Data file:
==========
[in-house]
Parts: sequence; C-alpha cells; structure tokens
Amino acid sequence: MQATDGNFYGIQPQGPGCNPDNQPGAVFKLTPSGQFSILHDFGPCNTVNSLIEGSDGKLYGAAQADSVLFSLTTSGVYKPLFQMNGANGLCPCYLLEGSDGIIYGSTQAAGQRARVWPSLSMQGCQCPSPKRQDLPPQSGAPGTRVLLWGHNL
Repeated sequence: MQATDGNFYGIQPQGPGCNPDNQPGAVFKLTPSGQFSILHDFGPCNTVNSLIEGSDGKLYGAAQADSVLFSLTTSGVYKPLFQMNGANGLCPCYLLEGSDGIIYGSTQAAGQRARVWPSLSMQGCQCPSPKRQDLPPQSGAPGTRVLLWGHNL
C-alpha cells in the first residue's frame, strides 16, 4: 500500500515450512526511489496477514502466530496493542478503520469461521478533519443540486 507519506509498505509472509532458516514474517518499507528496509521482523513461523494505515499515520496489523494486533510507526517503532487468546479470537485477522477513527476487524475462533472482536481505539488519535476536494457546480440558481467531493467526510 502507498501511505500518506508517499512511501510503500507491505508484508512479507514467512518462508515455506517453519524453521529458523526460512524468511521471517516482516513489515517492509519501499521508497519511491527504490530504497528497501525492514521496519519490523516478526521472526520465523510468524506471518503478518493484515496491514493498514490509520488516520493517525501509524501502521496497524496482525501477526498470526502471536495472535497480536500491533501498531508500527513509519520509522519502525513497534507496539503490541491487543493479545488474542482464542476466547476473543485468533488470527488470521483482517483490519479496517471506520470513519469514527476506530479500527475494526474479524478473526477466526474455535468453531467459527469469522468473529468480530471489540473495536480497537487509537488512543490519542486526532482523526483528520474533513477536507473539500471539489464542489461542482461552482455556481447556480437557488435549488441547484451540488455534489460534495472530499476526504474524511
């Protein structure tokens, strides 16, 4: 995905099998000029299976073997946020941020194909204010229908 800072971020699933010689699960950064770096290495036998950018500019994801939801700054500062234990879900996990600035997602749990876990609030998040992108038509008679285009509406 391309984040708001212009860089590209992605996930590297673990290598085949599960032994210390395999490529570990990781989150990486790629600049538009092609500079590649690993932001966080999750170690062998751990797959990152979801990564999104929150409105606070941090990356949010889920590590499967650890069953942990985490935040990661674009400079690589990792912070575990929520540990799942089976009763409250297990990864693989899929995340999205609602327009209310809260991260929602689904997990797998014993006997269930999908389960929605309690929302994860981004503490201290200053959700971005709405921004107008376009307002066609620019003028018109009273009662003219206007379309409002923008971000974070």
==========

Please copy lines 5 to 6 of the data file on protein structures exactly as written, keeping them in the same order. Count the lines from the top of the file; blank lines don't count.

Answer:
C-alpha cells in the first residue's frame, strides 16, 4: 500500500515450512526511489496477514502466530496493542478503520469461521478533519443540486 507519506509498505509472509532458516514474517518499507528496509521482523513461523494505515499515520496489523494486533510507526517503532487468546479470537485477522477513527476487524475462533472482536481505539488519535476536494457546480440558481467531493467526510 502507498501511505500518506508517499512511501510503500507491505508484508512479507514467512518462508515455506517453519524453521529458523526460512524468511521471517516482516513489515517492509519501499521508497519511491527504490530504497528497501525492514521496519519490523516478526521472526520465523510468524506471518503478518493484515496491514493498514490509520488516520493517525501509524501502521496497524496482525501477526498470526502471536495472535497480536500491533501498531508500527513509519520509522519502525513497534507496539503490541491487543493479545488474542482464542476466547476473543485468533488470527488470521483482517483490519479496517471506520470513519469514527476506530479500527475494526474479524478473526477466526474455535468453531467459527469469522468473529468480530471489540473495536480497537487509537488512543490519542486526532482523526483528520474533513477536507473539500471539489464542489461542482461552482455556481447556480437557488435549488441547484451540488455534489460534495472530499476526504474524511
């Protein structure tokens, strides 16, 4: 995905099998000029299976073997946020941020194909204010229908 800072971020699933010689699960950064770096290495036998950018500019994801939801700054500062234990879900996990600035997602749990876990609030998040992108038509008679285009509406 391309984040708001212009860089590209992605996930590297673990290598085949599960032994210390395999490529570990990781989150990486790629600049538009092609500079590649690993932001966080999750170690062998751990797959990152979801990564999104929150409105606070941090990356949010889920590590499967650890069953942990985490935040990661674009400079690589990792912070575990929520540990799942089976009763409250297990990864693989899929995340999205609602327009209310809260991260929602689904997990797998014993006997269930999908389960929605309690929302994860981004503490201290200053959700971005709405921004107008376009307002066609620019003028018109009273009662003219206007379309409002923008971000974070």